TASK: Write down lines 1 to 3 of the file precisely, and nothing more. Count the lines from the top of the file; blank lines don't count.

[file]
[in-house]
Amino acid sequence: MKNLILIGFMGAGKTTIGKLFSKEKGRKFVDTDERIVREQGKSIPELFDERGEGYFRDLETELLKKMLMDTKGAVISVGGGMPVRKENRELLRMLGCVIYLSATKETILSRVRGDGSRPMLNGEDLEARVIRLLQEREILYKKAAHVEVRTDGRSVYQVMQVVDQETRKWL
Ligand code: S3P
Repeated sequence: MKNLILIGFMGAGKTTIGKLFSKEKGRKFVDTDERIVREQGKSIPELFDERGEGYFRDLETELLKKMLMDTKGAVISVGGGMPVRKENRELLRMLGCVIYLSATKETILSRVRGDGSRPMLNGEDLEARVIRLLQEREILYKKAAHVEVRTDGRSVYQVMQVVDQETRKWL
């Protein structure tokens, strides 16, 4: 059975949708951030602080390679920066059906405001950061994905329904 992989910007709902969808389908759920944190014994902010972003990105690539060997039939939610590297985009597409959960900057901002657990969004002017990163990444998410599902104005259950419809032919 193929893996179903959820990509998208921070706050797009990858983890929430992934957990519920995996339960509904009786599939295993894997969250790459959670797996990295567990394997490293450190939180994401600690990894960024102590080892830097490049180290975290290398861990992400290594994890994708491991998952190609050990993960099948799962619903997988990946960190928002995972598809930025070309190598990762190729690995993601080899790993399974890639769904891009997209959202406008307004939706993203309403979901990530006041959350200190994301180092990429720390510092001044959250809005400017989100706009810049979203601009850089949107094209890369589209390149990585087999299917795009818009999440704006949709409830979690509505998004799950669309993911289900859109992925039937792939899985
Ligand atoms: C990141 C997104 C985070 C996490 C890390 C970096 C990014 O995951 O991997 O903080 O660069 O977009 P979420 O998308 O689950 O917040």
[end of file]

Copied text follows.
[in-house]
Amino acid sequence: MKNLILIGFMGAGKTTIGKLFSKEKGRKFVDTDERIVREQGKSIPELFDERGEGYFRDLETELLKKMLMDTKGAVISVGGGMPVRKENRELLRMLGCVIYLSATKETILSRVRGDGSRPMLNGEDLEARVIRLLQEREILYKKAAHVEVRTDGRSVYQVMQVVDQETRKWL
Ligand code: S3P